Suggestions? Seems like either way I'm going to get negative feedback, so maybe it is just whether $8 is worth it to me to get positive feedback (it's not).

Also, I think I actually believe her--it seems if she was purposely going to rip off someone (esp. someone using delivery confirmation), she would do it with a textbook or higher dollar item.

On the other hand, I have governmental "proof" that it was delivered, and kind of feel like telling her to take a walk. If she files a claim, won't Amazon always take a confirmed delivery confirmation number as dispositive?

Dean Kousoulas
01-14-09, 03:21 PM
You sent it to where she asked it to be sent, and you have proof that it was received. Nothing more you can do. I wouldn't refund the $8.

big whoppa
01-14-09, 07:45 PM
I read on these boards that Amazon will not use accept delivery confirmation as proof. You must have signature confirmation. I've never had a buyer claim they didn't receive an item yet but I don't sell that much there anyway.

I read on ebay that some sellers won't pay for DC when the item is cheap. Well, I think some unethical buyers can easily claim they didn't receive things to get their money back testing those sellers who don't purchase DC in the process. Also, unless you get it you have no way of responding to a buyer who asks where a delayed package is other than by saying "it will get there soon."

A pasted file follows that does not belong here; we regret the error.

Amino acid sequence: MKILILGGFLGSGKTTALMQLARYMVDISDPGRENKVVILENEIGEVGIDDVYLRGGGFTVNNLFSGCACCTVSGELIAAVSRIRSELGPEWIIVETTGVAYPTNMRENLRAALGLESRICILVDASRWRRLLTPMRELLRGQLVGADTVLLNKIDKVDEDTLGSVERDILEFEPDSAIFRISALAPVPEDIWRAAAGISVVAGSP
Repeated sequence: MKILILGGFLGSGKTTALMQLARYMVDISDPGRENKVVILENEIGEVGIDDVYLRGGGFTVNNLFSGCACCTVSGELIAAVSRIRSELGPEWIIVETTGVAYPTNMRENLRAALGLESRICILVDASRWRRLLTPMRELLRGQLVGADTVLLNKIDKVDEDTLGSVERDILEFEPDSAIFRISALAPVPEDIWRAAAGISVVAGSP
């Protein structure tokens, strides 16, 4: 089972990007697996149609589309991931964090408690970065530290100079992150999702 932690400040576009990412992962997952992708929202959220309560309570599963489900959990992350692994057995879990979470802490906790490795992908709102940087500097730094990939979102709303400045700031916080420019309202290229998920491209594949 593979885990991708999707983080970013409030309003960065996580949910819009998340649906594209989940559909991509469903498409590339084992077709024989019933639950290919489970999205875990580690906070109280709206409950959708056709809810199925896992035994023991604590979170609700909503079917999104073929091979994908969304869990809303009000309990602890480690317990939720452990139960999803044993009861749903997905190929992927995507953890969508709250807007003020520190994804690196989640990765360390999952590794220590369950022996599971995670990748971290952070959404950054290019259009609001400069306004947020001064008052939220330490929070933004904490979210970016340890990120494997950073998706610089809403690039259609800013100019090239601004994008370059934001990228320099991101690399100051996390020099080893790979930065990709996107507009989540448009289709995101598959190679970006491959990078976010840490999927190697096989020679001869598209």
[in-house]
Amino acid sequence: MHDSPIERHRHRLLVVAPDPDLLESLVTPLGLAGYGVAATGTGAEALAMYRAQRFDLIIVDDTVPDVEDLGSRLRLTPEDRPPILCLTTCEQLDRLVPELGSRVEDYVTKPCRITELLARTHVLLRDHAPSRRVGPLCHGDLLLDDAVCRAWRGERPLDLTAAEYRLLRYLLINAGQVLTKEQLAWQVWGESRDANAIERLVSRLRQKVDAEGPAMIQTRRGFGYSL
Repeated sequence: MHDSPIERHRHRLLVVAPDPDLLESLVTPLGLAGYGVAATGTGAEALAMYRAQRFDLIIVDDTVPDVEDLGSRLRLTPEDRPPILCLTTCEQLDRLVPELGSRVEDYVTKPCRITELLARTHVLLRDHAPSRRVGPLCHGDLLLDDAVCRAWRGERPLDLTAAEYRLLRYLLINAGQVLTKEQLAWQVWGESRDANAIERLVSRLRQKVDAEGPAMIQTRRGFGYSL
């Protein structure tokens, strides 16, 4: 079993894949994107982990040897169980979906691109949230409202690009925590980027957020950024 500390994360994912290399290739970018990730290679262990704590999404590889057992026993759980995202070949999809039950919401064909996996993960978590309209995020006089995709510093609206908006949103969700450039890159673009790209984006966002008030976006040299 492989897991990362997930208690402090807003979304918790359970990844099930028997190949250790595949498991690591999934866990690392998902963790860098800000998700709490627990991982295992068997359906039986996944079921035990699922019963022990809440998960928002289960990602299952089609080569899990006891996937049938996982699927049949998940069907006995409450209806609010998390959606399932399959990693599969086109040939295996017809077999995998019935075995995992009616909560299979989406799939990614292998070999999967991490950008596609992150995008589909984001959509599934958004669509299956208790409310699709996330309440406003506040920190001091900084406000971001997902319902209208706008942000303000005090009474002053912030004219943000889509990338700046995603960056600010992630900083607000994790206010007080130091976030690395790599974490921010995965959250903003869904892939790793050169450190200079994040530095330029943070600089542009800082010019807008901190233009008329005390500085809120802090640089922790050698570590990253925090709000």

g
01-14-09, 08:11 PM
Amazon won't take delivery confirmation as proof, only signature delivery. Pretty ridiculous isnt it. But Ive heard sometimes theyll cover it in the a to z process anyway. For a small purchase like 8 dollars it better to just give a refund if you cant send another copy. Offer to send another copy and many buyers dont want it. That is a test to see if theyre being honest or not. As those who received it wont want it.